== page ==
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Waterfowl Wonderlands

Experienced Kentucky waterfowl hunters are just as interested in the weather reports from Indiana and Illinois as they are in their home state. This is because snow and freezing temperatures play a pivotal role in how many ducks and geese migrate through the state on the way to their wintering areas.

Rocky Pritchert, migratory bird coordinator for the Kentucky Department of Fish and Wildlife, says the weather helps determine the overall success of waterfowl hunters in the state.

“Snow is primarily a factor with geese,” Pritchert says. “If snow covers their food sources, then the birds migrate until they find clear fields. Weather is definitely a factor. If there’s little snow to the north, the birds will stay north.”

Ducks are more water-dependent. They need open water to feed, loaf, and seek sanctuary. Without it, ducks will continue south until they can find what they need. Uncertainty over the weather makes it difficult to predict how good a season Kentucky’s 20,000-plus waterfowl hunters will enjoy this year. However, Pritchert says ducks had a successful breeding season to the north this spring. Projections place the number of ducks in North America around 100 million this fall.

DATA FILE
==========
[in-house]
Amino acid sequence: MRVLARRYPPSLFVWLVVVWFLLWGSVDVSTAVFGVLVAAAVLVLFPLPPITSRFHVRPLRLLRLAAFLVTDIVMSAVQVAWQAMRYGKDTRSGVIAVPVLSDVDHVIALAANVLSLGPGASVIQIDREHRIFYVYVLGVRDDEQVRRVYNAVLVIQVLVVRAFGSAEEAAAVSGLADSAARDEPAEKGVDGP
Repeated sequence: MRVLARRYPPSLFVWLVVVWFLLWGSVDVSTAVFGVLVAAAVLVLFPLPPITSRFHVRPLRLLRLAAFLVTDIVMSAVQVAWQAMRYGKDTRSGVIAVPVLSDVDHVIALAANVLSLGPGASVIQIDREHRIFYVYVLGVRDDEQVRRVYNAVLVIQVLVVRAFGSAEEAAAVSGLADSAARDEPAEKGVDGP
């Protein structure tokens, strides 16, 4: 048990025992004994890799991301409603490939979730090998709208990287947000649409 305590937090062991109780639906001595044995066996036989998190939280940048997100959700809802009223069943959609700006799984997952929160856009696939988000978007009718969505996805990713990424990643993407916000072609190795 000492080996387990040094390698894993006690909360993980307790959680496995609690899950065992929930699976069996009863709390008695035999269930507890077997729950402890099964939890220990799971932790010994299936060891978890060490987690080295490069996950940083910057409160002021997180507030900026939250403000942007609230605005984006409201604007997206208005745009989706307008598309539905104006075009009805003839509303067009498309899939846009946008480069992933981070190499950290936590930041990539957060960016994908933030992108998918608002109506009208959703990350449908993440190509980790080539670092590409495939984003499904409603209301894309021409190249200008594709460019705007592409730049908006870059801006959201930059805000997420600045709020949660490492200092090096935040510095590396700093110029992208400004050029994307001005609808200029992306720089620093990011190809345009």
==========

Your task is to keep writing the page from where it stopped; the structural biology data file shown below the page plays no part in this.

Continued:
Pritchert says millions of ducks and geese typically come through Kentucky, with the highest numbers in the western end of the state. Some will winter in Kentucky.

More hunters are discovering they don’t have to travel to the west—opportunities are available elsewhere.

“You can find good duck hunting throughout the state, it’s just a matter of going out there and looking for it,” Pritchert says.

Waterfowl hunters typically key in on big lakes and rivers. Pritchert says hunters should not overlook farm ponds and backwater areas. Whether you hunt waterfowl or just like to watch them, scouting is essential. Look for open water and watch bird movement at daybreak through a set of good binoculars. Birds follow the same daily pattern unless the weather changes or they’re disturbed.

Waterfowl season is now in full swing. Be sure to read your Kentucky hunting guide for information about regulations before going afield.




INSIDER’S TIP
Kentucky now offers a free junior hunting weekend. Hunters under the age of 16 can hunt deer or small game for free on the first weekend after Christmas. This year it’s December 27-28. Check the hunting guide for more information and safety requirements.



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